The Lady Vanishes (1938)

lady vanishes poster 1938 movie alfred hitchcock
9.0 Overall Score
Story: 9/10
Acting: 9/10
Visuals: 9/10

Classic Hitchcock

Ending seems a bit abrupt

Movie Info

Movie Name: The Lady Vanishes

Studio: Gainsborough Pictures

Genre(s): Mystery/Suspense/Drama

Release Date(s): November 1, 1938

MPAA Rating: Not Rated

lady vanishes may whitty margaret lockwood

Ms. Froy, you are my new best friend….I hope nothing happens to you

Iris (Margaret Lockwood) is headed to England to marry.  While boarding a train, she strikes her head and is helped by an old woman named Miss Froy (May Whitty).  After a brief nap, Iris wakes up to find no one on the train remembers Miss Froy.  As she tries to convince the people on the train that one of the passengers has disappeared, the only person who will believe her is a man named Gilbert (Michael Redgrave).  Together Gilbert and Iris must find out what happened to Miss Froy, and why everyone is lying about it.

Directed by Alfred Hitchcock, The Lady Vanishes is a mystery suspense thriller and was Hitchcock’s last big English picture before heading to the United States. Following Young and Innocent in 1937, the adaption of Ethel Lina White’s The Wheel Spins was a financial and critical success.  The Criterion Collection released a remastered version of the film in one of their first releases (Criterion #3).

I love Hitchcock, and even in these early films, Hitchcock shows his style.  With creative storytelling and shooting, Hitchcock was a rock star in the early filmmaking world and managed to make even so-so or cliché stories interesting.  The Lady Vanishes is one of the early Hitchcock films where he really starts to show his filmmaking ability.

lady vanishes margaret lockwood michael redgrave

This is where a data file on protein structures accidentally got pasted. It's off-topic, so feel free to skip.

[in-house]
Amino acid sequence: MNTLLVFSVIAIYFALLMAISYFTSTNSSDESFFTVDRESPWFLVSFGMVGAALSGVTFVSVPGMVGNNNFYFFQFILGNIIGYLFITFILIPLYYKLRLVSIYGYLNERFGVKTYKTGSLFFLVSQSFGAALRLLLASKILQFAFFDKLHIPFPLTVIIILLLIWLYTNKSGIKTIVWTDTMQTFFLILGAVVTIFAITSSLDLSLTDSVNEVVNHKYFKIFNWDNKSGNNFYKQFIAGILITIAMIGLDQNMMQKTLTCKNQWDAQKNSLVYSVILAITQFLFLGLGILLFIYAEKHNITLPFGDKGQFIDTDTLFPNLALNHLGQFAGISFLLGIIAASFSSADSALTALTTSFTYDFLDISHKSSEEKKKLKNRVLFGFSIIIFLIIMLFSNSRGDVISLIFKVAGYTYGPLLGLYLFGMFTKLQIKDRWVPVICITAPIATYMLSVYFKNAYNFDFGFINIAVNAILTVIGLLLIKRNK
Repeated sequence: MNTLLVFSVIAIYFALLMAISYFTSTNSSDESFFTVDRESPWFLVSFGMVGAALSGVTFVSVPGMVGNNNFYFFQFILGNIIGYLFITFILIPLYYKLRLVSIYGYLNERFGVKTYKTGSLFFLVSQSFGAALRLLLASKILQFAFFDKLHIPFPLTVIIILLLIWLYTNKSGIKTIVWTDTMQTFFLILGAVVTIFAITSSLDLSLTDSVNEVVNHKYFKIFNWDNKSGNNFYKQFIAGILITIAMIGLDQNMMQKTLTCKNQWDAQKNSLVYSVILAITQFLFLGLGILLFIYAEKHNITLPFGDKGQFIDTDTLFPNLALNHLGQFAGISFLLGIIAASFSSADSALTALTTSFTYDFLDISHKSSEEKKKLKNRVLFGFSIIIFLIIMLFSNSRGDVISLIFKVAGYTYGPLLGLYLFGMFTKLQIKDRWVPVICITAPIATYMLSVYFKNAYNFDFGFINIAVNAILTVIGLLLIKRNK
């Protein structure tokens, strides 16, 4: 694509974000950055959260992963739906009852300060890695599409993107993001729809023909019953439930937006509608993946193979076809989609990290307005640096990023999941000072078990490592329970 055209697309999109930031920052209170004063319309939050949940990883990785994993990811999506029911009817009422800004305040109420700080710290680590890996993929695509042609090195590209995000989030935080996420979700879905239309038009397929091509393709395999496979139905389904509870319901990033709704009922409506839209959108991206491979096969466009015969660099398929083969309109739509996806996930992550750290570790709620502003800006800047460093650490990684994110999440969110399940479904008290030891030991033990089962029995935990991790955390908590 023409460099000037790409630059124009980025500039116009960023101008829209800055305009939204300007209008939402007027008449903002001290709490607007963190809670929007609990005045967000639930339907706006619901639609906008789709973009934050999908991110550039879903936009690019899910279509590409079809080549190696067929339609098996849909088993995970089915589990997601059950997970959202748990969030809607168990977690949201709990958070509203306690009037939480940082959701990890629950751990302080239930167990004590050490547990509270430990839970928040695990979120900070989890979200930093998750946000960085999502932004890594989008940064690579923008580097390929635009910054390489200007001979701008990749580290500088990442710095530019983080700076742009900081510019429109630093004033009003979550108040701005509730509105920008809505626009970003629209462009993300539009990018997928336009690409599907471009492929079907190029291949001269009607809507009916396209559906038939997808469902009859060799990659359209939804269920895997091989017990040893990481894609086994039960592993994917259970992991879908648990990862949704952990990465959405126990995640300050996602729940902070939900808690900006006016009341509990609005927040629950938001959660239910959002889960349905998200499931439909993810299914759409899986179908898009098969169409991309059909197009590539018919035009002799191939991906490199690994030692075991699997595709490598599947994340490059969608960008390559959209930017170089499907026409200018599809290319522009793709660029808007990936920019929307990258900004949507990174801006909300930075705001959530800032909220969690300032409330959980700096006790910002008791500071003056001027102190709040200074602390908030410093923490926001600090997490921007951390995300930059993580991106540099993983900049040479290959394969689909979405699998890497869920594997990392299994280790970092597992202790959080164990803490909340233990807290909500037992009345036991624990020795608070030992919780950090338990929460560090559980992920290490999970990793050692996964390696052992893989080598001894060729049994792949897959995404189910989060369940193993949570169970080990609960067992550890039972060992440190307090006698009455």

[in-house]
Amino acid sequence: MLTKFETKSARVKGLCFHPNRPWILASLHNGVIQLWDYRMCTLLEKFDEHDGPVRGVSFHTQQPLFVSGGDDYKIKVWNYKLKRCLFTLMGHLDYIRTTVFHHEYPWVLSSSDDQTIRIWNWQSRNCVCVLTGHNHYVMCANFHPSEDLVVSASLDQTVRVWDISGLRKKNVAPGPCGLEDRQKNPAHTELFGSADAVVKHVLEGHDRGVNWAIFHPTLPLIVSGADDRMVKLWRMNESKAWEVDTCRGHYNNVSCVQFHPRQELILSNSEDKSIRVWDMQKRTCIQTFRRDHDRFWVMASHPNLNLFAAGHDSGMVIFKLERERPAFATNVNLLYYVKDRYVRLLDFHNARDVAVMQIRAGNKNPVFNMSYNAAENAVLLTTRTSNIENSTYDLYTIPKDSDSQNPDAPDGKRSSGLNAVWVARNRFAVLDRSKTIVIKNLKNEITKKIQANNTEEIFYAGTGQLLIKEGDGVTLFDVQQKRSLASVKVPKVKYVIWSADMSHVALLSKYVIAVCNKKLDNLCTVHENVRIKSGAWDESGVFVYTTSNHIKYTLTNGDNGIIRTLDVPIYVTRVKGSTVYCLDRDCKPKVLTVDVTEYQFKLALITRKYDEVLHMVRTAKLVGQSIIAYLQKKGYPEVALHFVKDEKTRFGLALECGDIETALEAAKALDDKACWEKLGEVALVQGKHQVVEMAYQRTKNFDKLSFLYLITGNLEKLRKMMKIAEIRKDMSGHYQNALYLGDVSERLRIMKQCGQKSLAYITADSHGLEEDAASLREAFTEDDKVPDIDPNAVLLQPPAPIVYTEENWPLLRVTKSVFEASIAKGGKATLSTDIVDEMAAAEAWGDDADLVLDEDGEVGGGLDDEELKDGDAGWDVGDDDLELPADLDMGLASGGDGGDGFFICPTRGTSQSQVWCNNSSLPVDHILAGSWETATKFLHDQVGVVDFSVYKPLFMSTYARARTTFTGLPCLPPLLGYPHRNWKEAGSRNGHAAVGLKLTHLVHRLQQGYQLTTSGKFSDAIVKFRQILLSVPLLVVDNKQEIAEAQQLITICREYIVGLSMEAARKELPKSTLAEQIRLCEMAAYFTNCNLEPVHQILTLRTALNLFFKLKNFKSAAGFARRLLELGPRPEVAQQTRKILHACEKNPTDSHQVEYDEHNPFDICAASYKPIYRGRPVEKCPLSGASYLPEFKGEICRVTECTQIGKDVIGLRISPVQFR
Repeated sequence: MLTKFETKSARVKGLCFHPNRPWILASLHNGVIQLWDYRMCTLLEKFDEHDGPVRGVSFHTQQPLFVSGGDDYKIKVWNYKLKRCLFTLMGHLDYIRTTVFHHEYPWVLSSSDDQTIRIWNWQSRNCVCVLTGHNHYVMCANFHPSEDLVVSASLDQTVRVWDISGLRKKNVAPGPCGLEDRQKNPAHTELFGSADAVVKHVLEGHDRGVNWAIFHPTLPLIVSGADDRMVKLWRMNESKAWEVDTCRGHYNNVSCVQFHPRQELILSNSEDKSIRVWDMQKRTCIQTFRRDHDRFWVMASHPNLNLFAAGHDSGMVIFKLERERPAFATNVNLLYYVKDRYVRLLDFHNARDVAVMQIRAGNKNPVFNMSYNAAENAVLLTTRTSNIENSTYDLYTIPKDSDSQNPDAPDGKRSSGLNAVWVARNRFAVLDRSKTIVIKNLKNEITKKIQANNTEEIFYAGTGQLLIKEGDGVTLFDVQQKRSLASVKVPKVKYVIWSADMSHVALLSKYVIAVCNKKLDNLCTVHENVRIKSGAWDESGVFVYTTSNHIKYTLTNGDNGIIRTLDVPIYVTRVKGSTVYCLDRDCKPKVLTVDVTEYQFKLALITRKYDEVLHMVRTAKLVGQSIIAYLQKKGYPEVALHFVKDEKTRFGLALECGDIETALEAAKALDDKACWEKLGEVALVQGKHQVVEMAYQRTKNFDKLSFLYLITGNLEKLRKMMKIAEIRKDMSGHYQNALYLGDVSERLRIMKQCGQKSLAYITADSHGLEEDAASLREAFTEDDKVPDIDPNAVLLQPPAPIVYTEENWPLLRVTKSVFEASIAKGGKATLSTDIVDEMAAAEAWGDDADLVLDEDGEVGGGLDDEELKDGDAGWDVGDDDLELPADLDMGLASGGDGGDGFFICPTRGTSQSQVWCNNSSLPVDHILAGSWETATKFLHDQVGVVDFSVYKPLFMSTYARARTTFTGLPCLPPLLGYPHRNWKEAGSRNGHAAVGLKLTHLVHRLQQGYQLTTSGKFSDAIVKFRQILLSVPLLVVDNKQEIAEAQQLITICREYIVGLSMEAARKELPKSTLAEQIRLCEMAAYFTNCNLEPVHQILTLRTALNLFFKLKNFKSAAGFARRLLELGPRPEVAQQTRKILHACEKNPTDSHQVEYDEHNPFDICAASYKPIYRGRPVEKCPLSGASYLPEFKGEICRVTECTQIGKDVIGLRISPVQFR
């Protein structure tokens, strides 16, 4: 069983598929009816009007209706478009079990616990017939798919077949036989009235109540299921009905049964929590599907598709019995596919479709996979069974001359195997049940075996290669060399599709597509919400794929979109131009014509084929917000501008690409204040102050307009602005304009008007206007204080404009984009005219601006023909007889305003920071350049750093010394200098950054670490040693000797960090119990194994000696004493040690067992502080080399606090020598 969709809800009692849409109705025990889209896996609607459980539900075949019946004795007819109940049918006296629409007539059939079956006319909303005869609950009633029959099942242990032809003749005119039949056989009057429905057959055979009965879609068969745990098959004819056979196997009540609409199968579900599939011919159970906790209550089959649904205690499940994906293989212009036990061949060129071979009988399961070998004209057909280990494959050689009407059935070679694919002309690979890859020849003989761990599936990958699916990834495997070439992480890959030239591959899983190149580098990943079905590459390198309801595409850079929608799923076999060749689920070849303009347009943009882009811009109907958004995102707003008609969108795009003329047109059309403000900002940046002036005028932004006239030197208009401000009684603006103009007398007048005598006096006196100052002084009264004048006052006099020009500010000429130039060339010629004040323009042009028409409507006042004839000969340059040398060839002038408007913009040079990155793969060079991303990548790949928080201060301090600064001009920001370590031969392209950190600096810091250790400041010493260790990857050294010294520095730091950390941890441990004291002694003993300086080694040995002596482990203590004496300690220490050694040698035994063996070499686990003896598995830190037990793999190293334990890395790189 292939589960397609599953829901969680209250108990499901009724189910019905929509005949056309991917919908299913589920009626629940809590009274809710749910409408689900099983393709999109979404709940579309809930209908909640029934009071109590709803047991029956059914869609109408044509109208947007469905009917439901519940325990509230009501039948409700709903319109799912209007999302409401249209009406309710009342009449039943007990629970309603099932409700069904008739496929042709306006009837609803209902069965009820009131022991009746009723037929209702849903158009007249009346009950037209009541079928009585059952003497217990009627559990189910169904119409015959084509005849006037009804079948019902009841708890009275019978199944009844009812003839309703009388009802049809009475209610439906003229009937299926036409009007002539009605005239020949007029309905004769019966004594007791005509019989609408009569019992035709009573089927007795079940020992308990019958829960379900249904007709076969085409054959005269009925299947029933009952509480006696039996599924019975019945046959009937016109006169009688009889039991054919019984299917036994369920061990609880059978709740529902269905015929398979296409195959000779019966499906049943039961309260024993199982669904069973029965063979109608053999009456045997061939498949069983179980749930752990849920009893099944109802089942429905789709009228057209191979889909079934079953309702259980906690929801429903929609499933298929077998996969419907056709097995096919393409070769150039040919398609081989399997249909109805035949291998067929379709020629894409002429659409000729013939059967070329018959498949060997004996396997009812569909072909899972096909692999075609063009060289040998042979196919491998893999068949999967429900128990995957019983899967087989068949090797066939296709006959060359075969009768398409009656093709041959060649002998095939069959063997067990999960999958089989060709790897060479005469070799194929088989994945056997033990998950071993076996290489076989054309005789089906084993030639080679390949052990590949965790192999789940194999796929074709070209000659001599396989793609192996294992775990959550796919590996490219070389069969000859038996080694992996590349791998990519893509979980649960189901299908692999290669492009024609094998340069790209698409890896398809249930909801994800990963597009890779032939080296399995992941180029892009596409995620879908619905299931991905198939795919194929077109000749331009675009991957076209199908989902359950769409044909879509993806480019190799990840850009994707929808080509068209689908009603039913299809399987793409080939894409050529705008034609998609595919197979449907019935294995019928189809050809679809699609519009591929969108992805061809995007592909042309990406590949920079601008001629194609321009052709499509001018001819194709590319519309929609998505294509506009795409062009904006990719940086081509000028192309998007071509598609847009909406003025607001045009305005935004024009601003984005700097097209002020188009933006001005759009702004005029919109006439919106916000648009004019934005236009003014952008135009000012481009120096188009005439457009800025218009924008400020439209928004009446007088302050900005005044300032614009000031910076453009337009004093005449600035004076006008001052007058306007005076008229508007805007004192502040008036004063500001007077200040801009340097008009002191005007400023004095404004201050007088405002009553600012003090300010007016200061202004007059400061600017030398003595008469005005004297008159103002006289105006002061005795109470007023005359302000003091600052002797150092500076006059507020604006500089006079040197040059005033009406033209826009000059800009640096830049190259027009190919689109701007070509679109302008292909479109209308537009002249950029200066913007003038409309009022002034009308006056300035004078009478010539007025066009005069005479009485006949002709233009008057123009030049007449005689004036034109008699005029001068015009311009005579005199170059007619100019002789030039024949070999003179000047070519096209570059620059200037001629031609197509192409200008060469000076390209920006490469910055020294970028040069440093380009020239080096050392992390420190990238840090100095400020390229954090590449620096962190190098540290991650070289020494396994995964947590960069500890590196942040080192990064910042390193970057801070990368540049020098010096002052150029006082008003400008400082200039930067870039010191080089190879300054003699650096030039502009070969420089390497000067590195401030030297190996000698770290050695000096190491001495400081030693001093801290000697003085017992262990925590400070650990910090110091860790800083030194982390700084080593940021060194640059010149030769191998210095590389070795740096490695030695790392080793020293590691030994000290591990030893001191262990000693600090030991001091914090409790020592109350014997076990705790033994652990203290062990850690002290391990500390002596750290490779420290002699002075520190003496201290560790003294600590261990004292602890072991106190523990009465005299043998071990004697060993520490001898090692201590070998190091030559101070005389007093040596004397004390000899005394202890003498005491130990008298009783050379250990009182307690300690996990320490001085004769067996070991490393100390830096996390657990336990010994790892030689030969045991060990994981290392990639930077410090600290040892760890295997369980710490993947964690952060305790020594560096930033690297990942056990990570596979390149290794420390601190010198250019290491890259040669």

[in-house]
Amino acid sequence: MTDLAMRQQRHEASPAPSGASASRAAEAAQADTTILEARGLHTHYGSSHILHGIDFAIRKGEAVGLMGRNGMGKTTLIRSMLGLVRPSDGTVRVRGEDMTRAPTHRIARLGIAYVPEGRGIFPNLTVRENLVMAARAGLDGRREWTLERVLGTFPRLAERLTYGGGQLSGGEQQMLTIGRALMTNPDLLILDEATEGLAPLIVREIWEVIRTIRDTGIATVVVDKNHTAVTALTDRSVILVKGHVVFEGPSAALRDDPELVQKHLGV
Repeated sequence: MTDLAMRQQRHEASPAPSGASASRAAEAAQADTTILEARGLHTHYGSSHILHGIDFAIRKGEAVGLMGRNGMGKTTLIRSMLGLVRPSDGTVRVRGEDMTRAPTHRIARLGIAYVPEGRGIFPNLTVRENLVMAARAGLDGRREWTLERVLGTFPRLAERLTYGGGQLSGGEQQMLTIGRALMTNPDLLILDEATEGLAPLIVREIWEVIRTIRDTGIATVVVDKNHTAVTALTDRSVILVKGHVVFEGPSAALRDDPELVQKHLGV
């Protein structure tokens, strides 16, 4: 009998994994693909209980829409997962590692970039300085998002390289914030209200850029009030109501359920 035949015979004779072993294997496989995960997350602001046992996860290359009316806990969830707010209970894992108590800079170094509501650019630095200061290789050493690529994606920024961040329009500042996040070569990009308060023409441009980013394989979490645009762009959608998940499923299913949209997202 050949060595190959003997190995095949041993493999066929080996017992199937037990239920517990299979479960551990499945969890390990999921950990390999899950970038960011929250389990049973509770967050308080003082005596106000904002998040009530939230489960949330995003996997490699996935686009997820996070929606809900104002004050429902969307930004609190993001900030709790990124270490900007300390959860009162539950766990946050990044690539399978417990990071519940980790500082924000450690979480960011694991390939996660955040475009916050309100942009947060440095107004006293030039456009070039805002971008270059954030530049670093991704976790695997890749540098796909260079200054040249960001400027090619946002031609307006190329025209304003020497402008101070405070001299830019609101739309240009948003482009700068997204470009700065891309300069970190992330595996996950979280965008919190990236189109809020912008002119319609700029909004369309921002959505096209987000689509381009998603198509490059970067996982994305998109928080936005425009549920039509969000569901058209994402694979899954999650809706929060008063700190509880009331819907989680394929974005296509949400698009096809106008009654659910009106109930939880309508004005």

“All the people on this train are a-holes!”

The Lady Vanishes is the classic mystery type of story.  The suspects are all on the same train like an Agatha Christie mystery, and there is no way that anyone can get on and off the train.  The story does take a while to get to the train with a long scene at the beginning establishing the characters and hinting at the darkness to follow with the murder of a singer.  This all seems a bit overdone, and it really makes you want to get to the train.  The mystery and suspense once on the train is solid along with the paranoia of Iris who cannot seem to prove a person who exists existed…you as the audience know, and like Iris, you get frustrated.  The ending of the film suffers from a typical Hitchcock ending (and a lot of films of the time) with everything wrapped up and a quick, abrupt close…but at least it isn’t one scene and then finished.

Despite being known for his visuals, Hitchcock also managed to get the most from his characters (even if some of them were tropes).  The Lady Vanishes is very character driven and full of quirky characters.  Be it the know-it-all doctor Dr. Hartz (Paul Lukas), the couple having an affair (Cecil Parker and Linden Travers), or the dirty nun with a conscience (Catherine Lacy), the all manage to have personalities and a stake in what is happening on the train.  The characters of Caldicott and Charters (Naunton Wayne and Basil Radford) were so popular that they went on to be characters in radio shows and other movies.

lady vanishes alfred hitchcock cameo

Now it’s time for the Hitchcock cameo!

The film is the type of film that threatens to be problematic for filmmakers.  It is locked into a train and besides a group of identical travelling cars, an outer hallway, and a dining car, trains are pretty confined.  Shooting around this and keeping the movie moving could be difficult but Hitchcock makes it look easy in this film.  Hitchcock uses everything in this movie including models and sets and trick photography (which was not as easy back then).

The Lady Vanishes is one of the better early Hitchcock movies.  The plot has typical Hitchcockian twists and turns and the heroine and hero that come together to solve the mystery (though Lockwood is not blonde like most of Hitchcock’s later models).  Hitchcock used the story again for the Alfred Hitchcock Presents episode “Into Thin Air”.  It was remade in 1979 with the same title and a revised version of the story was the basis for Jodie Foster’s 2005 movie Flightplan.  Hitchcock followed The Lady Vanishes with Jamaica Inn in 1939.

Author: JPRoscoe View all posts by
Follow me on Twitter/Instagram/Letterboxd @JPRoscoe76! Loves all things pop-culture especially if it has a bit of a counter-culture twist. Plays video games (basically from the start when a neighbor brought home an Atari 2600), comic loving (for almost 30 years), and a true critic of movies. Enjoys the art house but also isn't afraid to let in one or two popular movies at the same time.

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